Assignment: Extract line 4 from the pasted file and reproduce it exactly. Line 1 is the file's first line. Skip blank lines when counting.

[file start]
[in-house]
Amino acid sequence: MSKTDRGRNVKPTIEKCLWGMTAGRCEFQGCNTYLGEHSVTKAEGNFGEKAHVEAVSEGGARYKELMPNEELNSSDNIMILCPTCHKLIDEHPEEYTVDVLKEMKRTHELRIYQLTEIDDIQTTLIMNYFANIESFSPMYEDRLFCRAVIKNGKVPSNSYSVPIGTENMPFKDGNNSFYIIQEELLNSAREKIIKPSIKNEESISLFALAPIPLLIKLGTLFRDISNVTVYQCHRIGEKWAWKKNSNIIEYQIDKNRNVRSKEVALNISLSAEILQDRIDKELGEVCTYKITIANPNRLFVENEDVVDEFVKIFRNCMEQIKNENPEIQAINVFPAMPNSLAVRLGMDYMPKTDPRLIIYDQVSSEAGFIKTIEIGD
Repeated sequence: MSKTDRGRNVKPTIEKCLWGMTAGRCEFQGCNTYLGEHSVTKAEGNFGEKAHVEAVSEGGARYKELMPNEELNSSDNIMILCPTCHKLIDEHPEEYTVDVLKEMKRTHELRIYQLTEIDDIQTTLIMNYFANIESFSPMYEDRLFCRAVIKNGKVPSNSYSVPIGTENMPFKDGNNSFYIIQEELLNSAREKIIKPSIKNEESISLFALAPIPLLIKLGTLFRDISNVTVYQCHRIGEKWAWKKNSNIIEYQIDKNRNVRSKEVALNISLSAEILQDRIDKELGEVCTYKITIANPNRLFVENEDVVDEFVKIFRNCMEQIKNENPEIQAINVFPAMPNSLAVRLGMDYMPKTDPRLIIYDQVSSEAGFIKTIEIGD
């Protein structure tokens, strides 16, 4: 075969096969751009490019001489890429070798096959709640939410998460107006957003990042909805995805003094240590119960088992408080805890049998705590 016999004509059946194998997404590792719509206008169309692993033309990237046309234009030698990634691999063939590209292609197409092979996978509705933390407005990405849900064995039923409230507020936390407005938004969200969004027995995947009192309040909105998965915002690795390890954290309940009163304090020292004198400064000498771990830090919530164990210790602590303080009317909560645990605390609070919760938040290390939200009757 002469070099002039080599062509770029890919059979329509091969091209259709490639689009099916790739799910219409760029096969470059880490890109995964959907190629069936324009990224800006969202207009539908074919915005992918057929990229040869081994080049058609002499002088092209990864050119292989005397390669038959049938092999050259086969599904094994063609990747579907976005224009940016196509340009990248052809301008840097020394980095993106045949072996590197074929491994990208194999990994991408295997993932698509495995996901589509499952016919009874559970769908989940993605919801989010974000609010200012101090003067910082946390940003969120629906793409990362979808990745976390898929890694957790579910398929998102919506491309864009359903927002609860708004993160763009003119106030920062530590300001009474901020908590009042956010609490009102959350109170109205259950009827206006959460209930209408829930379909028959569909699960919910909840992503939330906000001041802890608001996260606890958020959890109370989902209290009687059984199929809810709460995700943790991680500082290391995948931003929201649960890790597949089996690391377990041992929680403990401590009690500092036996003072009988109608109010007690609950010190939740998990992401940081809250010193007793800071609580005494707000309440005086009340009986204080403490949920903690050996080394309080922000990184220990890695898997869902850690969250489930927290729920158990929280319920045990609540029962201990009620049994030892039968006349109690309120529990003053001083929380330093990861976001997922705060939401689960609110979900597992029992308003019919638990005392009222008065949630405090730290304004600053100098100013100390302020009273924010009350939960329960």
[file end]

């Protein structure tokens, strides 16, 4: 075969096969751009490019001489890429070798096959709640939410998460107006957003990042909805995805003094240590119960088992408080805890049998705590 016999004509059946194998997404590792719509206008169309692993033309990237046309234009030698990634691999063939590209292609197409092979996978509705933390407005990405849900064995039923409230507020936390407005938004969200969004027995995947009192309040909105998965915002690795390890954290309940009163304090020292004198400064000498771990830090919530164990210790602590303080009317909560645990605390609070919760938040290390939200009757 002469070099002039080599062509770029890919059979329509091969091209259709490639689009099916790739799910219409760029096969470059880490890109995964959907190629069936324009990224800006969202207009539908074919915005992918057929990229040869081994080049058609002499002088092209990864050119292989005397390669038959049938092999050259086969599904094994063609990747579907976005224009940016196509340009990248052809301008840097020394980095993106045949072996590197074929491994990208194999990994991408295997993932698509495995996901589509499952016919009874559970769908989940993605919801989010974000609010200012101090003067910082946390940003969120629906793409990362979808990745976390898929890694957790579910398929998102919506491309864009359903927002609860708004993160763009003119106030920062530590300001009474901020908590009042956010609490009102959350109170109205259950009827206006959460209930209408829930379909028959569909699960919910909840992503939330906000001041802890608001996260606890958020959890109370989902209290009687059984199929809810709460995700943790991680500082290391995948931003929201649960890790597949089996690391377990041992929680403990401590009690500092036996003072009988109608109010007690609950010190939740998990992401940081809250010193007793800071609580005494707000309440005086009340009986204080403490949920903690050996080394309080922000990184220990890695898997869902850690969250489930927290729920158990929280319920045990609540029962201990009620049994030892039968006349109690309120529990003053001083929380330093990861976001997922705060939401689960609110979900597992029992308003019919638990005392009222008065949630405090730290304004600053100098100013100390302020009273924010009350939960329960």